Wow! What a weekend … My computer crashed, so I spent the majority of the weekend just trying to get everything back up and running. This post is proof that I’ve managed a small level of success in that department.
However, in spite of all the chaosery, I did manage to get a couple of writing related tasks accomplished.
1) I met with my online critique group Sunday morning to finish up the two part crit of my WIP. The group has been so helpful (you rock the block LB & Julie), and I’m raring to run through the manuscript again with fresh ideas.
2) I met with my ‘live’ critique group Sunday afternoon to discuss chapters 8 & 9 of the aforementioned WIP. During this meeting we got on the subject of the three act story structure. It proved to be a nice refresher, so I thought I’d make it today’s topic.
I always plan a story around the idea of the three act structure, but sometimes it gets lost a bit in the drafting. The idea behind this structure is to provide a simple (yet time tested) approach to telling a story. It’s as basic as it sounds: each story can be viewed in three major sections (beginning, middle, and end) with each section serving some purpose. For the sake of review, I’ll offer the highlights of the concept:
ACT 1: THE DIRTY
The first act would be used to establish the foundation details of the story such as setting, cast, and plot. The events, problems, and/or goals that set the main character into motion would also be introduced.
POOP + FAN MOMENT (PFM) #1: The first act typically ends with the main character (mc) encountering a significant story related problem/conflict/twist/revelation that sends the story into the second act.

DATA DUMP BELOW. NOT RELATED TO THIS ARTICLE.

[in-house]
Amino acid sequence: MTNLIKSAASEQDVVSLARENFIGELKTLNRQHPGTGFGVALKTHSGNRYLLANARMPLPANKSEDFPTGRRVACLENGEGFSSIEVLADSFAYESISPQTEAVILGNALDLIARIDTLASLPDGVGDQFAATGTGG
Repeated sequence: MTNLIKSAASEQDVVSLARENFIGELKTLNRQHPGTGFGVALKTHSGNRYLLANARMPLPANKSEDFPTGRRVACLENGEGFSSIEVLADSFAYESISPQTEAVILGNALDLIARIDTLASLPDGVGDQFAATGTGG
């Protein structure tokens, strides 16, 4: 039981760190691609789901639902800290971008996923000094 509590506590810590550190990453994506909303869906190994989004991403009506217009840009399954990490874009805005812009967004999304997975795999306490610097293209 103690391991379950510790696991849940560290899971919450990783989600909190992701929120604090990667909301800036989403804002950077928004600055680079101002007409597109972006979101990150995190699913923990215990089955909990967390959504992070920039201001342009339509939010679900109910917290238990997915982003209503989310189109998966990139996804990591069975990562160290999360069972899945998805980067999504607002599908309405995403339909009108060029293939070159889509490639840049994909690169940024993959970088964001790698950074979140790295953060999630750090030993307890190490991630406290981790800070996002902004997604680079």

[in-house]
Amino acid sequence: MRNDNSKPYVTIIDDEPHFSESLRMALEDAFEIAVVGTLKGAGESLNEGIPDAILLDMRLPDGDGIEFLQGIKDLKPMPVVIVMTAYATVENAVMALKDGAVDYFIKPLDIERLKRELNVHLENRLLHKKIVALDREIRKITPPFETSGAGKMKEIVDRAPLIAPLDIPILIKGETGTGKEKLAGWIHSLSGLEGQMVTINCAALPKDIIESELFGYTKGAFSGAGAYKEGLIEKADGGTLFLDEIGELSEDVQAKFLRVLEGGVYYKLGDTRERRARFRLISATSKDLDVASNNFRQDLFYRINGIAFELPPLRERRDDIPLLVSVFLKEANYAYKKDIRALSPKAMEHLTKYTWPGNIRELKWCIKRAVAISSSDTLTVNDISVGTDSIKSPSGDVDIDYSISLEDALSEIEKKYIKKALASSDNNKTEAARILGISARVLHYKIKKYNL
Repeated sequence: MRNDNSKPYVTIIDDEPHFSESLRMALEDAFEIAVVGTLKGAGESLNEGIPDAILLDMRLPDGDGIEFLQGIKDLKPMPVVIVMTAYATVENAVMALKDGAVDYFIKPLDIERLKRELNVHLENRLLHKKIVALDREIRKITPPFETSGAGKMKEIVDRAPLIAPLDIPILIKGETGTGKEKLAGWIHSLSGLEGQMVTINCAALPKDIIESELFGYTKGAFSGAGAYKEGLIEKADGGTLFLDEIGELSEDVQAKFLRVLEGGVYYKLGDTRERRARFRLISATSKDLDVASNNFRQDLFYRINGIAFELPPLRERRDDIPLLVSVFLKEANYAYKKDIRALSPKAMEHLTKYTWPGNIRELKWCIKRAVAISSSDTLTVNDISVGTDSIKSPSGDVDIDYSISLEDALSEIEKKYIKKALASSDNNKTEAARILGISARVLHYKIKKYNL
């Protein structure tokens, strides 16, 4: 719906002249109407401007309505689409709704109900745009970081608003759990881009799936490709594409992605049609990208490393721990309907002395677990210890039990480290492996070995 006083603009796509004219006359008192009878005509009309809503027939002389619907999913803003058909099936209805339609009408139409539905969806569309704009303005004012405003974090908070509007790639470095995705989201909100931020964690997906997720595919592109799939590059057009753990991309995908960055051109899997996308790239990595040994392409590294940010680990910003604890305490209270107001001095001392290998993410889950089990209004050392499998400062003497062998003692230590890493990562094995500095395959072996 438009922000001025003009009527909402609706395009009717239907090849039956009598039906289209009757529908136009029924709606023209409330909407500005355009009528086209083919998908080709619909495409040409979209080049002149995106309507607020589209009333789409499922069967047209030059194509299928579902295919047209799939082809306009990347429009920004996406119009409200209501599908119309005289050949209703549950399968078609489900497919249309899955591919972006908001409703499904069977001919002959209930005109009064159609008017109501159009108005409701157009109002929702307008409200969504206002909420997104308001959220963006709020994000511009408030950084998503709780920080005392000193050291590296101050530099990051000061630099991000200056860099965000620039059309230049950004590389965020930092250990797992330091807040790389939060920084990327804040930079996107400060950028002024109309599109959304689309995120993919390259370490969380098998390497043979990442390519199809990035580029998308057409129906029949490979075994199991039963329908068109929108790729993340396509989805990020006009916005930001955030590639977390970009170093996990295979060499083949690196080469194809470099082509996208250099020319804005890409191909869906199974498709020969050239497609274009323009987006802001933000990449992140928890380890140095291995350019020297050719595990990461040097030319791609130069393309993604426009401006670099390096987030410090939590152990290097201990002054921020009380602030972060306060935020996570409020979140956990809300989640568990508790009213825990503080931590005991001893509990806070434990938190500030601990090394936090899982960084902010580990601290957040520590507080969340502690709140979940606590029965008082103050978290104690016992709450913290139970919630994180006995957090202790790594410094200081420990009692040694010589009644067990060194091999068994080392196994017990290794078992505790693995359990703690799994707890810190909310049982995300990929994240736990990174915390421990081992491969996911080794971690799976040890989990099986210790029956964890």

ACT 2: THE MEAT & POTATOS
The second act of the story is used to show how the event or problem introduced in Act 1 unfolds as it relates to the setting, cast, etc. This is the hero’s journey, and the place where the bulk of the story telling takes place.
POOP + FAN MOMENT #2: The second act typically ends with a major complication or a rising of the stakes in the mc’s quest. In short, it’s something that will propel the story into the climax/final act.
ACT 3: THE WRAP UP
The final act serves as a resolution to the problems introduced in the first act as well as any other issues that might have cropped up during the second act.
Let’s use the familiar children’s story of Little Red Riding Hood (LRRH) as an example:
Act 1: LRRH’s grandmother has taken ill (the problem), so she decides to take her some food (goal). Unfortunately, Gran lives outside of the village, so LRRH is going to have to travel through the dangerous woods to help her.
PFM #1: Shortly after leaving the village LRRH encounters the wolf. Wolfy doesn’t attack right away (let’s save that!) for fear of getting caught by the villagers and hunters. He decides to stall LRRH by suggesting she pick some flowers for Gran. He then proceeds to try to make it to Gran’s before LRRH. (Where he can presumably bushwhack her in private.)
Act 2: LRRH finally makes it to Gran’s, but finds that grandma has taken a turn for the worse: apparently grandma has sprouted fur, fangs, and taken on a bad case of fleas. Alas! It turns out that it’s actually the wolf dressed as grandma and he has eaten her alive! (Hey, this isn’t the watered down version you tell your kids.)
PFM #2: The wolf catches LRRH and eats her too! This cannot end well, right?
Act 3: A hunter finds Wolfy all fat-bellied and sleepy, and then proceeds to cut him open and save Gran & LRRH (guessing wolf bellies aren’t air tight?) Gran gets better, LRRH is saved = happy ever after.
Three act structures are pretty simple, no? Sadly, I’m finding the application to be a bit trickier than the theory, but I really believe it to be a sound way of telling a story. So my question to y’all: Have you used three act structures in your own stories? If so, to what success? If no, can you fit your story into this structure?
As always, happy writing this week and a funny!